The carboxy-terminal fragment of α1A calcium channel preferentially aggregates in the cytoplasm of human spinocerebellar ataxia type 6 Purkinje cells

Department of Neurology and Neurological Science, Graduate School, Tokyo Medical and Dental University, Yushima 1-5-45, Bunkyo-ku, Tokyo 113-8519, Japan.
Acta Neuropathologica (Impact Factor: 10.76). 04/2010; 119(4):447-64. DOI: 10.1007/s00401-009-0630-0
Source: PubMed


Spinocerebellar ataxia type 6 (SCA6) is an autosomal dominant neurodegenerative disease caused by a small polyglutamine (polyQ) expansion (control: 4-20Q; SCA6: 20-33Q) in the carboxyl(C)-terminal cytoplasmic domain of the alpha(1A) voltage-dependent calcium channel (Ca(v)2.1). Although a 75-85-kDa Ca(v)2.1 C-terminal fragment (CTF) is toxic in cultured cells, its existence in human brains and its role in SCA6 pathogenesis remains unknown. Here, we investigated whether the small polyQ expansion alters the expression pattern and intracellular distribution of Ca(v)2.1 in human SCA6 brains. New antibodies against the Ca(v)2.1 C-terminus were used in immunoblotting and immunohistochemistry. In the cerebella of six control individuals, the CTF was detected in sucrose- and SDS-soluble cytosolic fractions; in the cerebella of two SCA6 patients, it was additionally detected in SDS-insoluble cytosolic and sucrose-soluble nuclear fractions. In contrast, however, the CTF was not detected either in the nuclear fraction or in the SDS-insoluble cytosolic fraction of SCA6 extracerebellar tissues, indicating that the CTF being insoluble in the cytoplasm or mislocalized to the nucleus only in the SCA6 cerebellum. Immunohistochemistry revealed abundant aggregates in cell bodies and dendrites of SCA6 Purkinje cells (seven patients) but not in controls (n = 6). Recombinant CTF with a small polyQ expansion (rCTF-Q28) aggregated in cultured PC12 cells, but neither rCTF-Q13 (normal-length polyQ) nor full-length Ca(v)2.1 with Q28 did. We conclude that SCA6 pathogenesis may be associated with the CTF, normally found in the cytoplasm, being aggregated in the cytoplasm and additionally distributed in the nucleus.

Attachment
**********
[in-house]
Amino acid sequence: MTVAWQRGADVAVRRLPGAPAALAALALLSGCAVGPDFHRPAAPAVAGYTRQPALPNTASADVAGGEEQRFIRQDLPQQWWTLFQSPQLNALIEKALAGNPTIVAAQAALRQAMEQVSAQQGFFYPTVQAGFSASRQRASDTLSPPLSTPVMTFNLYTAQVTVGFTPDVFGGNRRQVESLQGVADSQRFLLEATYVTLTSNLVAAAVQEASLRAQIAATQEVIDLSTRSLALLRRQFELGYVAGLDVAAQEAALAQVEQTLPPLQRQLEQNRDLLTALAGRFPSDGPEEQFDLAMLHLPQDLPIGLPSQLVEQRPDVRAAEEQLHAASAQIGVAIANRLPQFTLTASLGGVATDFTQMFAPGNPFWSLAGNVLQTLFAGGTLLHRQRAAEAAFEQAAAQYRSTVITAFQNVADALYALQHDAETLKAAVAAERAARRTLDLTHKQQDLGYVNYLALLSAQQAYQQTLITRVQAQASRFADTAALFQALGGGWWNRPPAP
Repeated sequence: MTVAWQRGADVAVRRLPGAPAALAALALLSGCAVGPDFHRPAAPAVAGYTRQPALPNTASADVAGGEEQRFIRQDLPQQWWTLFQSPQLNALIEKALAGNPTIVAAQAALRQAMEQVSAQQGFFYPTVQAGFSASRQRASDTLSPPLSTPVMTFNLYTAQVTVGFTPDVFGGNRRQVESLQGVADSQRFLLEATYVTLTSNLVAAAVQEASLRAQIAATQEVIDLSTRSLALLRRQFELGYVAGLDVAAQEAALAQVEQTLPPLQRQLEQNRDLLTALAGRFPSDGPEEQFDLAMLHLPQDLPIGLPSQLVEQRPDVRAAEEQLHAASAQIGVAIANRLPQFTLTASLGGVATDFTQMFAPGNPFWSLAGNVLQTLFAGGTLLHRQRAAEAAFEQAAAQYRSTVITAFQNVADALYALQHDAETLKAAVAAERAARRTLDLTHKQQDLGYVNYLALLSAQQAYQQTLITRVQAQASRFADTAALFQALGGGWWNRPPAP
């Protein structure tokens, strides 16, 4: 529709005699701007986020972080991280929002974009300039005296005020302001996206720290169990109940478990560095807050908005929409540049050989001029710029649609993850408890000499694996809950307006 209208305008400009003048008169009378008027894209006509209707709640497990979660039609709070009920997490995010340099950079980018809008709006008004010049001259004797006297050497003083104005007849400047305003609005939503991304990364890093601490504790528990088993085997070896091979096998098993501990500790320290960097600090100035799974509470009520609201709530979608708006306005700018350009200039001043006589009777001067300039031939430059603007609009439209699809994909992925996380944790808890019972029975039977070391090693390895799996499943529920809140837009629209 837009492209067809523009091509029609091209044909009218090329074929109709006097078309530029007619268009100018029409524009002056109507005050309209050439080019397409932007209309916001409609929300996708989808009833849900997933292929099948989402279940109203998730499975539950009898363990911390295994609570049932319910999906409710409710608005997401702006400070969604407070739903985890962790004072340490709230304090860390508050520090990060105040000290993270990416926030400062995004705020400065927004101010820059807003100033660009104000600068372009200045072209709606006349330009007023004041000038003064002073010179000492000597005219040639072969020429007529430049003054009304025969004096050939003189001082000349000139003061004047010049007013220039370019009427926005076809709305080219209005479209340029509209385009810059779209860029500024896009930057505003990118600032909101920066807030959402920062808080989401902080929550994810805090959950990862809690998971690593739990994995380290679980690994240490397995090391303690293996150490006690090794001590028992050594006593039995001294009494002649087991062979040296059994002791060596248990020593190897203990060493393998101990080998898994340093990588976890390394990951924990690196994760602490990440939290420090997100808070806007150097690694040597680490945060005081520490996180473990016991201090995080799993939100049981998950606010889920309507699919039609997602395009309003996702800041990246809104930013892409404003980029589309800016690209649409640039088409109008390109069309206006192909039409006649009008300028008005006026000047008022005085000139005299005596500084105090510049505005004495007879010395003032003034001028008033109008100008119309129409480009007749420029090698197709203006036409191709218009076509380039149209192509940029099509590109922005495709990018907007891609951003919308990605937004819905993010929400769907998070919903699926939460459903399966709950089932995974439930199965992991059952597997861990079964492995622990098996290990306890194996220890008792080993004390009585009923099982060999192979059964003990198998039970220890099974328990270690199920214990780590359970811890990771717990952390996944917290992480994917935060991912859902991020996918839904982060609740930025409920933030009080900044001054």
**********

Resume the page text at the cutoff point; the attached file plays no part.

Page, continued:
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Available from: Hidehiro Mizusawa, Sep 29, 2015